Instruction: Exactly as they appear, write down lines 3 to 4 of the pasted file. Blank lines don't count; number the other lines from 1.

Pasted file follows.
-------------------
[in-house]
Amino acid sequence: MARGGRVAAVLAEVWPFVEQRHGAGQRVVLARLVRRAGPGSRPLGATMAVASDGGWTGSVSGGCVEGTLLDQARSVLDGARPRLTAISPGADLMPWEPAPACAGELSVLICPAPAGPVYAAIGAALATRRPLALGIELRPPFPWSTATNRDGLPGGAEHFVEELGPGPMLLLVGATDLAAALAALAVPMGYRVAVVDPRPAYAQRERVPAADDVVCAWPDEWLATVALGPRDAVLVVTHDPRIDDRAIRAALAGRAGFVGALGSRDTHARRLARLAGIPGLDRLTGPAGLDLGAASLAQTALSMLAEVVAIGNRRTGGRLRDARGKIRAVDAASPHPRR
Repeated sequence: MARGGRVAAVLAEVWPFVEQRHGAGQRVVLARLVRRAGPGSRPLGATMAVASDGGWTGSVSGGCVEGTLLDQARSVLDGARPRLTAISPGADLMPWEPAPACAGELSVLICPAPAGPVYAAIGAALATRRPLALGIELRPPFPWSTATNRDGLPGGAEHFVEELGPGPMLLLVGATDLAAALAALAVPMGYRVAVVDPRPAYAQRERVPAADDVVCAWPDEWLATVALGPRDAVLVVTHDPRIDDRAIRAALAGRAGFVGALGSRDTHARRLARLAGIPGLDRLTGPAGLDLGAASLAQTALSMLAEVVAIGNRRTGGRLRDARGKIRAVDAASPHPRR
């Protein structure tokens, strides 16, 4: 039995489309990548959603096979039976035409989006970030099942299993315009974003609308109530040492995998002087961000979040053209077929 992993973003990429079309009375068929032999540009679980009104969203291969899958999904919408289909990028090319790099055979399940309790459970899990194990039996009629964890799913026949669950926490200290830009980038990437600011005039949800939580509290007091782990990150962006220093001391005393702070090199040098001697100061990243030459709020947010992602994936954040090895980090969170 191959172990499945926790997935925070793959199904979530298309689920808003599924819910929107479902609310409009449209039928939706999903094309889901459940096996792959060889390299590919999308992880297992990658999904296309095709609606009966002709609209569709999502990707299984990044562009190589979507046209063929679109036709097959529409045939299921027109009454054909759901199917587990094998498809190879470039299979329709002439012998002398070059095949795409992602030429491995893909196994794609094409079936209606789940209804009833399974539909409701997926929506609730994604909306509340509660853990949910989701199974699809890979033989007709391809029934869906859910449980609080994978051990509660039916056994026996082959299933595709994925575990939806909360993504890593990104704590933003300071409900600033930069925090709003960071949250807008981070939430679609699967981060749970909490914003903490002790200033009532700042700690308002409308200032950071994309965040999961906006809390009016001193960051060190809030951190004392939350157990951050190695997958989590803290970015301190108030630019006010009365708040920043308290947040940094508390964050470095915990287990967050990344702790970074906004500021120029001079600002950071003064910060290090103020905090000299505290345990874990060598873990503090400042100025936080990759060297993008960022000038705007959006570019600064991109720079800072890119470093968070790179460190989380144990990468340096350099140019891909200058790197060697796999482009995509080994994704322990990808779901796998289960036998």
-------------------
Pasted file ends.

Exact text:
Repeated sequence: MARGGRVAAVLAEVWPFVEQRHGAGQRVVLARLVRRAGPGSRPLGATMAVASDGGWTGSVSGGCVEGTLLDQARSVLDGARPRLTAISPGADLMPWEPAPACAGELSVLICPAPAGPVYAAIGAALATRRPLALGIELRPPFPWSTATNRDGLPGGAEHFVEELGPGPMLLLVGATDLAAALAALAVPMGYRVAVVDPRPAYAQRERVPAADDVVCAWPDEWLATVALGPRDAVLVVTHDPRIDDRAIRAALAGRAGFVGALGSRDTHARRLARLAGIPGLDRLTGPAGLDLGAASLAQTALSMLAEVVAIGNRRTGGRLRDARGKIRAVDAASPHPRR
């Protein structure tokens, strides 16, 4: 039995489309990548959603096979039976035409989006970030099942299993315009974003609308109530040492995998002087961000979040053209077929 992993973003990429079309009375068929032999540009679980009104969203291969899958999904919408289909990028090319790099055979399940309790459970899990194990039996009629964890799913026949669950926490200290830009980038990437600011005039949800939580509290007091782990990150962006220093001391005393702070090199040098001697100061990243030459709020947010992602994936954040090895980090969170 191959172990499945926790997935925070793959199904979530298309689920808003599924819910929107479902609310409009449209039928939706999903094309889901459940096996792959060889390299590919999308992880297992990658999904296309095709609606009966002709609209569709999502990707299984990044562009190589979507046209063929679109036709097959529409045939299921027109009454054909759901199917587990094998498809190879470039299979329709002439012998002398070059095949795409992602030429491995893909196994794609094409079936209606789940209804009833399974539909409701997926929506609730994604909306509340509660853990949910989701199974699809890979033989007709391809029934869906859910449980609080994978051990509660039916056994026996082959299933595709994925575990939806909360993504890593990104704590933003300071409900600033930069925090709003960071949250807008981070939430679609699967981060749970909490914003903490002790200033009532700042700690308002409308200032950071994309965040999961906006809390009016001193960051060190809030951190004392939350157990951050190695997958989590803290970015301190108030630019006010009365708040920043308290947040940094508390964050470095915990287990967050990344702790970074906004500021120029001079600002950071003064910060290090103020905090000299505290345990874990060598873990503090400042100025936080990759060297993008960022000038705007959006570019600064991109720079800072890119470093968070790179460190989380144990990468340096350099140019891909200058790197060697796999482009995509080994994704322990990808779901796998289960036998």